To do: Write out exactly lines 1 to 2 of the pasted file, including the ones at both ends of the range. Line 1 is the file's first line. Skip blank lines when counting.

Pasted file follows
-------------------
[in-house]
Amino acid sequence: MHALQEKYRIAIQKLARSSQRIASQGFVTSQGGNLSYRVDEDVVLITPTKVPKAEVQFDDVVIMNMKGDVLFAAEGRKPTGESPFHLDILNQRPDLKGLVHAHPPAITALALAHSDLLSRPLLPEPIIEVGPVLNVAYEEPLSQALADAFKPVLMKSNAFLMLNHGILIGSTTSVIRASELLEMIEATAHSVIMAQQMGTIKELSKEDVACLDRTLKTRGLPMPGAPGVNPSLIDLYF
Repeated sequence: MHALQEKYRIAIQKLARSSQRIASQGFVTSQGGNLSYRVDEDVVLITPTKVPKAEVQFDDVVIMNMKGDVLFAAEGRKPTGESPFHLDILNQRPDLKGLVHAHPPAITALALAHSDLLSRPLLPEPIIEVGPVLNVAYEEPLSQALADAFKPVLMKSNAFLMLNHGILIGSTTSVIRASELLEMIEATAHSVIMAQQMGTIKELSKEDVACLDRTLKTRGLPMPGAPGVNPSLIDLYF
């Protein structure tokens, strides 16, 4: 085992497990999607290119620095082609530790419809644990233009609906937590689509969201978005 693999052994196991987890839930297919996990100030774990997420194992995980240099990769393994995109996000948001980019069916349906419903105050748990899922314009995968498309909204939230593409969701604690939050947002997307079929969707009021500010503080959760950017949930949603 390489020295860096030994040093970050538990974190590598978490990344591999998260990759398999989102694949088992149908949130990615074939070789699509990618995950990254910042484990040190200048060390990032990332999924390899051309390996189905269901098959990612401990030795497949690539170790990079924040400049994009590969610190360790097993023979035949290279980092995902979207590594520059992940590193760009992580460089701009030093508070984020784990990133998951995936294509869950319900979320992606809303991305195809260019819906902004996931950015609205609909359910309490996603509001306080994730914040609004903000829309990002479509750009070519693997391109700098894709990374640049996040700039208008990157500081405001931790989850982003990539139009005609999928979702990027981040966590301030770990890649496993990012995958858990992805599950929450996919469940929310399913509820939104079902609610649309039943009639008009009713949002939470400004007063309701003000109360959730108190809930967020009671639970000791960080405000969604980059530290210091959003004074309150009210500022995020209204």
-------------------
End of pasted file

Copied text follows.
[in-house]
Amino acid sequence: MHALQEKYRIAIQKLARSSQRIASQGFVTSQGGNLSYRVDEDVVLITPTKVPKAEVQFDDVVIMNMKGDVLFAAEGRKPTGESPFHLDILNQRPDLKGLVHAHPPAITALALAHSDLLSRPLLPEPIIEVGPVLNVAYEEPLSQALADAFKPVLMKSNAFLMLNHGILIGSTTSVIRASELLEMIEATAHSVIMAQQMGTIKELSKEDVACLDRTLKTRGLPMPGAPGVNPSLIDLYF